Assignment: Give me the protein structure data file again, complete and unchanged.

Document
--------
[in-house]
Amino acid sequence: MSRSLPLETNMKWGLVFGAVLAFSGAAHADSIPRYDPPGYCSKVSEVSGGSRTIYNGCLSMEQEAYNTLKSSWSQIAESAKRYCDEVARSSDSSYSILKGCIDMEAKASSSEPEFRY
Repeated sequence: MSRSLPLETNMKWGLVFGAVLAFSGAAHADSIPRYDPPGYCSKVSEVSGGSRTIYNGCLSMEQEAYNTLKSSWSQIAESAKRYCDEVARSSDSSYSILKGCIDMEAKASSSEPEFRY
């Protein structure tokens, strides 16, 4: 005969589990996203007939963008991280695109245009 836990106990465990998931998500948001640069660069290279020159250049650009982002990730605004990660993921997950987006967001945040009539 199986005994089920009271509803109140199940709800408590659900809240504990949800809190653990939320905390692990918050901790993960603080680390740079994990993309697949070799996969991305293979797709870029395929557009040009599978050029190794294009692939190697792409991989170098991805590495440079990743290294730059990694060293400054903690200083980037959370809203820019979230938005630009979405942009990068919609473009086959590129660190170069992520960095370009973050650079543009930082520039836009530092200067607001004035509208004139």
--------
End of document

[in-house]
Amino acid sequence: MSRSLPLETNMKWGLVFGAVLAFSGAAHADSIPRYDPPGYCSKVSEVSGGSRTIYNGCLSMEQEAYNTLKSSWSQIAESAKRYCDEVARSSDSSYSILKGCIDMEAKASSSEPEFRY
Repeated sequence: MSRSLPLETNMKWGLVFGAVLAFSGAAHADSIPRYDPPGYCSKVSEVSGGSRTIYNGCLSMEQEAYNTLKSSWSQIAESAKRYCDEVARSSDSSYSILKGCIDMEAKASSSEPEFRY
């Protein structure tokens, strides 16, 4: 005969589990996203007939963008991280695109245009 836990106990465990998931998500948001640069660069290279020159250049650009982002990730605004990660993921997950987006967001945040009539 199986005994089920009271509803109140199940709800408590659900809240504990949800809190653990939320905390692990918050901790993960603080680390740079994990993309697949070799996969991305293979797709870029395929557009040009599978050029190794294009692939190697792409991989170098991805590495440079990743290294730059990694060293400054903690200083980037959370809203820019979230938005630009979405942009990068919609473009086959590129660190170069992520960095370009973050650079543009930082520039836009530092200067607001004035509208004139």